JOHN H. REDICK, deceased, who was numbered among the enterprising and successful farmers of Grayson county, was a native of Illinois, born in 1840 and a son of Cleon and Lucy (Harris) Redick, the former a native of Pennsylvania and the latter of New York. In their family were seven children, of whom John H. Redick was the eldest. James Porter married Estelle Ross and has one child. Bernice, who was born in Grayson county, now resides two and a half miles southwest of Denison and has been one of the most successful strawberry and blackberry growers in Grayson county during the past year. He also has a very fine orchard and has placed upon the market some of the best fruit produced in the south. He also raises Irish and sweet potatoes, which he finds very profitable and he believes that no man living in Grayson county, in sandy land at least, need devote his attention to cotton, corn, or even small grain, but can make a much better living in the production of berries, fruit and vegetables. Mr. Redick is constantly improving his fruit in size, quality and flavor and has already produced strawberries that are as fine in flavor as those brought from the Ozarks in Missouri. Lucy Redick is the wife of John W. Ford and has three children, Olney, Glenar and Ada. The younger members of the Redick family are: J. Madison, Jonas R., Millard F. and Nelora G.
John H. Redick spent his first fourteen years of his life in the state of his nativity and then became a resident of northern Missouri, where he earned his living as a farm hand by the day. He was thus engaged until the outbreak of the Civil war, when he joined the Confederate army with the Missouri forces under Captain Cowper. He served for four years and saw very active field service. Following the close of hostilities he returned to Illinois, for his father’s family had in the meantime gone back to that state. His father was also a Confederate soldier. Mr. Redick, however, did not remain long in Illinois but returned to the south, settling first at Memphis, Tennessee, and afterward going to Mississippi, whence he and his father subsequently came to Texas in 1867 or ’68. Here they rented a farm a mile and a half south of Sherman and later John H. Redick purchased this place and continued to make it his home up to the time of his death. It is now the property or [sic] his widow and comprises two hundred and fifty-seven acres located three miles southwest of Denison. He cleared and improved this property and devoted his fields to the raising of cotton and corn. In all of his work he was practical and systematic and his labors resulted in bringing to him well merited success.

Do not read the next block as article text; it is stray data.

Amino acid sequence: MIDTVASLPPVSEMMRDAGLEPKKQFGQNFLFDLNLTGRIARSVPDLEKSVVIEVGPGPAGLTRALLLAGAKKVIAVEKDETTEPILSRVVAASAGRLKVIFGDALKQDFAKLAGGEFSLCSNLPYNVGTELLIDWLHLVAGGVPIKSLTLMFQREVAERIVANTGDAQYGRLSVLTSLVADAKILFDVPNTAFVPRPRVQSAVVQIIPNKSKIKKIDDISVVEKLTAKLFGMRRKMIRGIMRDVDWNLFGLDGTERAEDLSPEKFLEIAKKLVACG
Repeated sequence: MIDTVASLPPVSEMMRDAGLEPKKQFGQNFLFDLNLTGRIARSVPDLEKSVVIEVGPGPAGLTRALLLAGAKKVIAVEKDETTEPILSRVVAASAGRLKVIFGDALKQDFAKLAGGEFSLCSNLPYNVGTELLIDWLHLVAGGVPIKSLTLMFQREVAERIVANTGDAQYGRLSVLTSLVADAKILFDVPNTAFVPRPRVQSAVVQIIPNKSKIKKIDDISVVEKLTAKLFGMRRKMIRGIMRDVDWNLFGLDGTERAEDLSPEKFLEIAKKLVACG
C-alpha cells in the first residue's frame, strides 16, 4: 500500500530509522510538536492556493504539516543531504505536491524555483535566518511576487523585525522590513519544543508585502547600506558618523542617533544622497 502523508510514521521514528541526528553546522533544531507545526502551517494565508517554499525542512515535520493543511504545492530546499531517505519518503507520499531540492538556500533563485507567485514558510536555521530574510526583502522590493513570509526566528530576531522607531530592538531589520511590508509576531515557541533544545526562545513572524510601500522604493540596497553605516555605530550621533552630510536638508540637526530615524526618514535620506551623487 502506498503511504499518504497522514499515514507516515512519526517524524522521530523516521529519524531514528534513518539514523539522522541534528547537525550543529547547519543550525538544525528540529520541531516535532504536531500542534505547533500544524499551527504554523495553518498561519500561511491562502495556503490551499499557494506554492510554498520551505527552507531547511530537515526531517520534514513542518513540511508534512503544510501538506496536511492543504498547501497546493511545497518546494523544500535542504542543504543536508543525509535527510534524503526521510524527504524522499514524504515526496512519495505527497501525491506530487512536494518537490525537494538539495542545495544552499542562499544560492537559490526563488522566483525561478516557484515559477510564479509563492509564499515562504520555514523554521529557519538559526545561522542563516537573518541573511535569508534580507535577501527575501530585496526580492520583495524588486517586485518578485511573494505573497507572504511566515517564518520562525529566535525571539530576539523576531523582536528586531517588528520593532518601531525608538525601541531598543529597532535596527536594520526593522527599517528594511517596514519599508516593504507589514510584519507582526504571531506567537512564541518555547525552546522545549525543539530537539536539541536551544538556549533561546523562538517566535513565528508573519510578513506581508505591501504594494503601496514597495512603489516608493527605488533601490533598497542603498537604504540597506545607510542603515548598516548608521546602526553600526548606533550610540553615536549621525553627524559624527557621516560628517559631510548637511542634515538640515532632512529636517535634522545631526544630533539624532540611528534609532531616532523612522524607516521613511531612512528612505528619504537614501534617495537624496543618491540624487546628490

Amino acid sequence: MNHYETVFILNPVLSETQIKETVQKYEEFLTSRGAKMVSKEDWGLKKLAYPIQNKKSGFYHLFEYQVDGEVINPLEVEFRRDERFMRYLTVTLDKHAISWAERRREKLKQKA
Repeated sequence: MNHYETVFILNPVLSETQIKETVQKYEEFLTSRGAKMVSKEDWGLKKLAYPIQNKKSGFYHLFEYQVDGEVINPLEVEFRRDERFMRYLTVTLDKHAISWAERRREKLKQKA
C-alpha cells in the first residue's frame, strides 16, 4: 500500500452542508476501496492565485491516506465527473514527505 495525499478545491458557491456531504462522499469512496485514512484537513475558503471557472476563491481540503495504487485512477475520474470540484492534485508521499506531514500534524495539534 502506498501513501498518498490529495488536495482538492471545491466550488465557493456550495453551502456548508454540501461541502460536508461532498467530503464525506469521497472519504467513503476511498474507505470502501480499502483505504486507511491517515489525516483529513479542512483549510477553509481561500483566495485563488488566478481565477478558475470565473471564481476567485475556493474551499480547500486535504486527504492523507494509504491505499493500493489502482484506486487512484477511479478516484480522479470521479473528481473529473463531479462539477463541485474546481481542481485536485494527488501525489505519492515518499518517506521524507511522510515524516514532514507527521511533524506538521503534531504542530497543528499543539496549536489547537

In 1875, in Grayson county, Mr. Redick was united in marriage to Miss Mary M. Vestal, a native of Arkansas and a daughter of James Madison and Martha (English) Vestal. Her father, who was born in Tennessee, December 14, 1829, is still living, making his home in Sherman. His wife, who was born in 1835, in Tennessee, died in Sherman at the age of fifty years. Mr. Vestal was a soldier of the Confederate army, enlisting from Arkansas.
In his political views Mr. Redick was an earnest Democrat and gave unfaltering support to the principles of the party up to the time of his death, which occurred in 1893 when he was fifty-three years of age. During the period of his residence in Texas he had become widely and favorably known in Grayson county both by reason of the extent and importance of his business affairs and his devotion to local interests. He was regarded as a public spirited citizen and one whose co-operation could always be counted upon to further plans or measures for the general good.
Source: B. B. Paddock, History and Biographical Record of North and West Texas (Chicago: Lewis Publishing Co., 1906), Vol. I, p. 579.